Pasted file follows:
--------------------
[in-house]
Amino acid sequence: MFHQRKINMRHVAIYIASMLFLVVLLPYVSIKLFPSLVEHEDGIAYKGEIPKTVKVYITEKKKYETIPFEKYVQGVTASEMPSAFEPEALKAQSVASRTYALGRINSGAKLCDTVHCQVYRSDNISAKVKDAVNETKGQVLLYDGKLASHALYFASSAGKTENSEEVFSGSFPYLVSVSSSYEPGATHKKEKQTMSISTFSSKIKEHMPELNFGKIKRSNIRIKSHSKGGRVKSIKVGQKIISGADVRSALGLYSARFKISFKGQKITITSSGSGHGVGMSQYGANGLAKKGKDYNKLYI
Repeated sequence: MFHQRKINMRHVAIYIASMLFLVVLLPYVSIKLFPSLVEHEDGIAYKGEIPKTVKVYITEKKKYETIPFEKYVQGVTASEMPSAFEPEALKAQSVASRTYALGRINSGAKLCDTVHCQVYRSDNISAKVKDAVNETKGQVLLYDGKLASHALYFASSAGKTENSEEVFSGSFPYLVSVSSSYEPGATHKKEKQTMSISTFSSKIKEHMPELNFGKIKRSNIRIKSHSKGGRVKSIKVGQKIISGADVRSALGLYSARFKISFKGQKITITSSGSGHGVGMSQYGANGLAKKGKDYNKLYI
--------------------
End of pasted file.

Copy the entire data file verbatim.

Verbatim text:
[in-house]
Amino acid sequence: MFHQRKINMRHVAIYIASMLFLVVLLPYVSIKLFPSLVEHEDGIAYKGEIPKTVKVYITEKKKYETIPFEKYVQGVTASEMPSAFEPEALKAQSVASRTYALGRINSGAKLCDTVHCQVYRSDNISAKVKDAVNETKGQVLLYDGKLASHALYFASSAGKTENSEEVFSGSFPYLVSVSSSYEPGATHKKEKQTMSISTFSSKIKEHMPELNFGKIKRSNIRIKSHSKGGRVKSIKVGQKIISGADVRSALGLYSARFKISFKGQKITITSSGSGHGVGMSQYGANGLAKKGKDYNKLYI
Repeated sequence: MFHQRKINMRHVAIYIASMLFLVVLLPYVSIKLFPSLVEHEDGIAYKGEIPKTVKVYITEKKKYETIPFEKYVQGVTASEMPSAFEPEALKAQSVASRTYALGRINSGAKLCDTVHCQVYRSDNISAKVKDAVNETKGQVLLYDGKLASHALYFASSAGKTENSEEVFSGSFPYLVSVSSSYEPGATHKKEKQTMSISTFSSKIKEHMPELNFGKIKRSNIRIKSHSKGGRVKSIKVGQKIISGADVRSALGLYSARFKISFKGQKITITSSGSGHGVGMSQYGANGLAKKGKDYNKLYI